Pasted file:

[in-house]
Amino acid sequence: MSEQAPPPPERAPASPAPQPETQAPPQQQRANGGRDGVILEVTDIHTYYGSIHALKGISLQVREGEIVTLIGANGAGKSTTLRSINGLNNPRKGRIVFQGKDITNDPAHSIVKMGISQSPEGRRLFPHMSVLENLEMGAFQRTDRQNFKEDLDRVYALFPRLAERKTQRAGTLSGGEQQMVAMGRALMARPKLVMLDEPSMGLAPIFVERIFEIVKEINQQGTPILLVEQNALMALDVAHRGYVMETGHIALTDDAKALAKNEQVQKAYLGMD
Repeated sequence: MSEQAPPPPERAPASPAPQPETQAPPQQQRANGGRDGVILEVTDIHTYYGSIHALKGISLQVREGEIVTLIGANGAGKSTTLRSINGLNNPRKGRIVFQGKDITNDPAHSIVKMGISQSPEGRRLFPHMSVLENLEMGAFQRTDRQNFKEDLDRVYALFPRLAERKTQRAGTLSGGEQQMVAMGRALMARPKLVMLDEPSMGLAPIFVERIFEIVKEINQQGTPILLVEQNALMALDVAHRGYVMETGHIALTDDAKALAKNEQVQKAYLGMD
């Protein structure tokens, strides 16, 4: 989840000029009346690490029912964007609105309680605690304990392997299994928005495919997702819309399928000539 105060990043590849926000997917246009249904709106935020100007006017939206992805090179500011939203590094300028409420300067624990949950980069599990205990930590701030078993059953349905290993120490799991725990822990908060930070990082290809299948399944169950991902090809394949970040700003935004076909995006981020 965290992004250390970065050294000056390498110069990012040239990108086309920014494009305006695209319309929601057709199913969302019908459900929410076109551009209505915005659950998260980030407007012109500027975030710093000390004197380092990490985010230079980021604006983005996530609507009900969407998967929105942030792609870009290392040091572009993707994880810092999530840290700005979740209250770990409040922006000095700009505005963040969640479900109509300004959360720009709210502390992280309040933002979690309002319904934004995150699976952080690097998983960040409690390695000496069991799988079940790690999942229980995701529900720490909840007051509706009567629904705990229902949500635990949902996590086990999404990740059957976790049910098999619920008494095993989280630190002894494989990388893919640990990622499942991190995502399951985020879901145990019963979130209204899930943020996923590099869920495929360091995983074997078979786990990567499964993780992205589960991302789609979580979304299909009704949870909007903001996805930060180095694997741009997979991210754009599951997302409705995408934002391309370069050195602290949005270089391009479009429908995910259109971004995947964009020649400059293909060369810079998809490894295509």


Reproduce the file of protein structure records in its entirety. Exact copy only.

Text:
[in-house]
Amino acid sequence: MSEQAPPPPERAPASPAPQPETQAPPQQQRANGGRDGVILEVTDIHTYYGSIHALKGISLQVREGEIVTLIGANGAGKSTTLRSINGLNNPRKGRIVFQGKDITNDPAHSIVKMGISQSPEGRRLFPHMSVLENLEMGAFQRTDRQNFKEDLDRVYALFPRLAERKTQRAGTLSGGEQQMVAMGRALMARPKLVMLDEPSMGLAPIFVERIFEIVKEINQQGTPILLVEQNALMALDVAHRGYVMETGHIALTDDAKALAKNEQVQKAYLGMD
Repeated sequence: MSEQAPPPPERAPASPAPQPETQAPPQQQRANGGRDGVILEVTDIHTYYGSIHALKGISLQVREGEIVTLIGANGAGKSTTLRSINGLNNPRKGRIVFQGKDITNDPAHSIVKMGISQSPEGRRLFPHMSVLENLEMGAFQRTDRQNFKEDLDRVYALFPRLAERKTQRAGTLSGGEQQMVAMGRALMARPKLVMLDEPSMGLAPIFVERIFEIVKEINQQGTPILLVEQNALMALDVAHRGYVMETGHIALTDDAKALAKNEQVQKAYLGMD
């Protein structure tokens, strides 16, 4: 989840000029009346690490029912964007609105309680605690304990392997299994928005495919997702819309399928000539 105060990043590849926000997917246009249904709106935020100007006017939206992805090179500011939203590094300028409420300067624990949950980069599990205990930590701030078993059953349905290993120490799991725990822990908060930070990082290809299948399944169950991902090809394949970040700003935004076909995006981020 965290992004250390970065050294000056390498110069990012040239990108086309920014494009305006695209319309929601057709199913969302019908459900929410076109551009209505915005659950998260980030407007012109500027975030710093000390004197380092990490985010230079980021604006983005996530609507009900969407998967929105942030792609870009290392040091572009993707994880810092999530840290700005979740209250770990409040922006000095700009505005963040969640479900109509300004959360720009709210502390992280309040933002979690309002319904934004995150699976952080690097998983960040409690390695000496069991799988079940790690999942229980995701529900720490909840007051509706009567629904705990229902949500635990949902996590086990999404990740059957976790049910098999619920008494095993989280630190002894494989990388893919640990990622499942991190995502399951985020879901145990019963979130209204899930943020996923590099869920495929360091995983074997078979786990990567499964993780992205589960991302789609979580979304299909009704949870909007903001996805930060180095694997741009997979991210754009599951997302409705995408934002391309370069050195602290949005270089391009479009429908995910259109971004995947964009020649400059293909060369810079998809490894295509």